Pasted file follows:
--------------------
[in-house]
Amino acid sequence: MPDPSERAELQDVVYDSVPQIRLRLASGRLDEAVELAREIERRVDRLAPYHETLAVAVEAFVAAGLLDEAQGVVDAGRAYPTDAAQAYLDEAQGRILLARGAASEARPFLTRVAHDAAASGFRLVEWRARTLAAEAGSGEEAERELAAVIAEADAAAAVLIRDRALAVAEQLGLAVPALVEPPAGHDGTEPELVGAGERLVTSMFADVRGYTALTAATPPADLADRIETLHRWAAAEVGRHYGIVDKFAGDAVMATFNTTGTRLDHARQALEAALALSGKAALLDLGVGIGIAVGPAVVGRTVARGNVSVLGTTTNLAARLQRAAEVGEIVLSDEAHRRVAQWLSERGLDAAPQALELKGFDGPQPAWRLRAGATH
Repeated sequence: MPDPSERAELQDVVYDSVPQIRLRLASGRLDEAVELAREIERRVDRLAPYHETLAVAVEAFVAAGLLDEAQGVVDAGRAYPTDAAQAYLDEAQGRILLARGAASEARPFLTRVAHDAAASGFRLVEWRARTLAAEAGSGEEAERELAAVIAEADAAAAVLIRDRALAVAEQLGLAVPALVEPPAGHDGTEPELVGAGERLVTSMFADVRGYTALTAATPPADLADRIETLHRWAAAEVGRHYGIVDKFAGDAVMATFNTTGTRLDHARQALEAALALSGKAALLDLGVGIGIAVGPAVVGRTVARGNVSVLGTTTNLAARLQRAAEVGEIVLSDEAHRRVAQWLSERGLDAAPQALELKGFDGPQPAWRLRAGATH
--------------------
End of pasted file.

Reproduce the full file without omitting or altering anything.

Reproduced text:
[in-house]
Amino acid sequence: MPDPSERAELQDVVYDSVPQIRLRLASGRLDEAVELAREIERRVDRLAPYHETLAVAVEAFVAAGLLDEAQGVVDAGRAYPTDAAQAYLDEAQGRILLARGAASEARPFLTRVAHDAAASGFRLVEWRARTLAAEAGSGEEAERELAAVIAEADAAAAVLIRDRALAVAEQLGLAVPALVEPPAGHDGTEPELVGAGERLVTSMFADVRGYTALTAATPPADLADRIETLHRWAAAEVGRHYGIVDKFAGDAVMATFNTTGTRLDHARQALEAALALSGKAALLDLGVGIGIAVGPAVVGRTVARGNVSVLGTTTNLAARLQRAAEVGEIVLSDEAHRRVAQWLSERGLDAAPQALELKGFDGPQPAWRLRAGATH
Repeated sequence: MPDPSERAELQDVVYDSVPQIRLRLASGRLDEAVELAREIERRVDRLAPYHETLAVAVEAFVAAGLLDEAQGVVDAGRAYPTDAAQAYLDEAQGRILLARGAASEARPFLTRVAHDAAASGFRLVEWRARTLAAEAGSGEEAERELAAVIAEADAAAAVLIRDRALAVAEQLGLAVPALVEPPAGHDGTEPELVGAGERLVTSMFADVRGYTALTAATPPADLADRIETLHRWAAAEVGRHYGIVDKFAGDAVMATFNTTGTRLDHARQALEAALALSGKAALLDLGVGIGIAVGPAVVGRTVARGNVSVLGTTTNLAARLQRAAEVGEIVLSDEAHRRVAQWLSERGLDAAPQALELKGFDGPQPAWRLRAGATH